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Rusty Bully

This is a dance (Rostiboli Gioioso) that was very popular in Europe during the late 15th and early 16th centuries (Crane, page 100). I wanted to set it for keyboard in a style similar to that found in the Fitzwilliam Virginal Book. The Fitzwilliam Virginal Book contains many complex keyboard settings of popular pieces, which usually consist of a fairly straightforward setting with a much-embellished repeat for each section (eg No. XIX -- Muscadin or No. LXIV -- Sellenger's Round). However, I wanted to create a piece that a keyboard player (me) could play at a reasonable speed for dancing, rather than a piece that was merely meant to be listened to. A few pieces in the Fitzwilliam Virginal Book, such as No. XXVI -- The Irish Ho-Hoane and No. CLXXX -- Watkins Ale are simple enough to be played at a speed for dancing. Willi Apel mentions that some slightly earlier Italian pieces were clearly meant to be functional dances (Apel, page 237). I based my setting of Rostiboli on the simpler dances in FWVB and the examples given by Apel. The dance tune is in the soprano, with minimal ornamentation in the soprano and alto voices. The left hand plays simple chords.

Late-renaissance music theory was not fully tonal, so I did not attempt any sequence of chord progression. Instead, I merely chose chords for the left hand which contained the melody notes I was trying to harmonize. My source for the melody of this dance was "Inventory of 15th Century Bassedanze, Balli, and Balletti in Italian Dance Manuals" (Marrocco, page 94-95). In this source the dance was notated in 3/4 time in quarter notes. I chose to notate it in 6/2 time (tempus perfectum) in half notes to give it more of the look of the pieces in FWVB. Because of the shift from two bars of three notes to one bar of six notes, I was able in some places to add a rhythmic feature known as a hemiola, in which a piece switches from having two beats per bar to three beats per bar. This was a feature in many keyboard pieces from the renaissance, for example FWVB No. CLXXXVIII -- Can shee. I have not seen Rostiboli Gioioso danced, so I am not certain whether the hemiolas are appropriate where I have placed them, but since it is my intention that this be a functional dance piece I would change them if they were inappropriate.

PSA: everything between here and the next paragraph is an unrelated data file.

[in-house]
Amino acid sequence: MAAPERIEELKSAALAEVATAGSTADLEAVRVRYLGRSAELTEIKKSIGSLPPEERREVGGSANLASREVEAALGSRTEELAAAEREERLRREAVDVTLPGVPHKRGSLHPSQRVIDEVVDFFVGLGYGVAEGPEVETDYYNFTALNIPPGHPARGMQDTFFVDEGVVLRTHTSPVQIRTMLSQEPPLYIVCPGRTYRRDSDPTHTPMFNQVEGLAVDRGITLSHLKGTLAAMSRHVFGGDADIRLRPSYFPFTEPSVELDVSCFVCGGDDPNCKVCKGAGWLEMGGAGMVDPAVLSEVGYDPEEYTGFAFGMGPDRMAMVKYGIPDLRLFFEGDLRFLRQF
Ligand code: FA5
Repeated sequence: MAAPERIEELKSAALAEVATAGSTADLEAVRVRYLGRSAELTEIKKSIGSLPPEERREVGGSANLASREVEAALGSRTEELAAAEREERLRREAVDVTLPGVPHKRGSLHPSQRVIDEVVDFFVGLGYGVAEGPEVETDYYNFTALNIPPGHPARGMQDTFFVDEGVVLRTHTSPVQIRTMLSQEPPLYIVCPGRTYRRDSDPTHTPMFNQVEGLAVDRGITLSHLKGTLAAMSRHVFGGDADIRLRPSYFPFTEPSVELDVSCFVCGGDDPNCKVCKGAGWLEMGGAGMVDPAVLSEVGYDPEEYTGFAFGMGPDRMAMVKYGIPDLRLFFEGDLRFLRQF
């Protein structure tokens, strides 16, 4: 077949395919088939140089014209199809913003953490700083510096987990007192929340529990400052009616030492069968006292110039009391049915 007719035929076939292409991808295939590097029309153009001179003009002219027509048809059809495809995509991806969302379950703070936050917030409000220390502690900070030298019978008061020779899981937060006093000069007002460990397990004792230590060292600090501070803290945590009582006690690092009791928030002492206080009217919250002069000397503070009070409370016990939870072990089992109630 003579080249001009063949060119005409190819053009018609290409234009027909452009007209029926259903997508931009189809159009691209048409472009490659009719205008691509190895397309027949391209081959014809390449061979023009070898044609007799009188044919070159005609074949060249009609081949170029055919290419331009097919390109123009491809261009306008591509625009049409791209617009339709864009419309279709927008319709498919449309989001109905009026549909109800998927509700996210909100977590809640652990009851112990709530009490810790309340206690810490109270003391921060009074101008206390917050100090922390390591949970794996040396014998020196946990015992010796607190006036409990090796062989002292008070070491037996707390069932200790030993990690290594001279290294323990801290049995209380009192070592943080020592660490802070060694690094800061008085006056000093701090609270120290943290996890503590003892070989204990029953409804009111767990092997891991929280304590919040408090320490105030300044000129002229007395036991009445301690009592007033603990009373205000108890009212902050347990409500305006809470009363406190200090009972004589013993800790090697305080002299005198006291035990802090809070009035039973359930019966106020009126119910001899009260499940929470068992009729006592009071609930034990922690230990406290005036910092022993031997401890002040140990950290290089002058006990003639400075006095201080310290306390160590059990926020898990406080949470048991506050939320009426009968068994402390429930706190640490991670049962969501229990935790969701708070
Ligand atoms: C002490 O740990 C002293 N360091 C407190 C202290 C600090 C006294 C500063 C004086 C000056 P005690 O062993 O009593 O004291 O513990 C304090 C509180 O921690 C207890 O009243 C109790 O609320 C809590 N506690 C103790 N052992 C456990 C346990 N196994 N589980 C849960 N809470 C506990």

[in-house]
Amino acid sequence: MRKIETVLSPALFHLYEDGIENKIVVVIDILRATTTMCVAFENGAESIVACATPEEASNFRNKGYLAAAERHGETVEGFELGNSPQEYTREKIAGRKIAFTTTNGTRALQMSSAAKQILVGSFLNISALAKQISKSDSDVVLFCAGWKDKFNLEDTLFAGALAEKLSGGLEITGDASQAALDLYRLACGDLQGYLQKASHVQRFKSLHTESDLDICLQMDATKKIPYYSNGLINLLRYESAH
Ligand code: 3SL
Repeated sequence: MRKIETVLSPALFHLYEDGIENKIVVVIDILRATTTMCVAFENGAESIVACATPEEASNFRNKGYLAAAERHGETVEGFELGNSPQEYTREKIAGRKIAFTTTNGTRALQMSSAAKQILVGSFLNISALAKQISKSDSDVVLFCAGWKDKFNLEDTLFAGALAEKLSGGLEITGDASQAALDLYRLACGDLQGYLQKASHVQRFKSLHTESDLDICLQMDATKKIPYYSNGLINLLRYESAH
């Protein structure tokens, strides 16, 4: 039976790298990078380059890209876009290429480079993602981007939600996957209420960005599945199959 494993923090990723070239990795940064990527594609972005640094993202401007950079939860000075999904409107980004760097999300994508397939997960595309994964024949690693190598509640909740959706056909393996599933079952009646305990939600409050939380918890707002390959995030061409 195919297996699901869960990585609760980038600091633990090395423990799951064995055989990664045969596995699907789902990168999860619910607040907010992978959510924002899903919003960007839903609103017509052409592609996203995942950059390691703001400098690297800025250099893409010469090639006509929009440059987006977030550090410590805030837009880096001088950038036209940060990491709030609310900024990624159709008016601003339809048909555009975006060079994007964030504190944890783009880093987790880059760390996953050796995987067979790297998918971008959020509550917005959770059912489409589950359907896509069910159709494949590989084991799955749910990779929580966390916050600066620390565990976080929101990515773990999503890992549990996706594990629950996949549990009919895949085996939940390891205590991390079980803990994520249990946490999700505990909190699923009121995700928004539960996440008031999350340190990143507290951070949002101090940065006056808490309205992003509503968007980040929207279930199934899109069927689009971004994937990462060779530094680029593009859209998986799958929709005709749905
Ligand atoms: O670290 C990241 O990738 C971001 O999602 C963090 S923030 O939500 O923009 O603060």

I originally chose to title this piece "Intavolatura sopra Rostiboli Gioioso" because my persona is Italian and this is an Italian dance. However, the word "intavolatura" refers to a certain method of notating music, closer to modern guitar tablature than to standard music notation. As a second option, I chose to title this piece "Rusty Bully", an Anglicized version of the name of this dance which I found in Crane (page 100).


The History of Keyboard Music to 1700, Willi Apel. Translated and revised by Hans Tischler. Bloomington, Indiana University Press, 1972.

Materials for the study of the fifteenth century basse danse, Frederic Crane. Brooklyn, Institute of Mediaeval Music, 1968.

Inventory of 15th Century Bassedanze, Balli, and Balletti in Italian Dance Manuals W. Thomas Marrocco. New York, Congress on Research in Dance, 1981.

The Fitzwilliam Virginal Book


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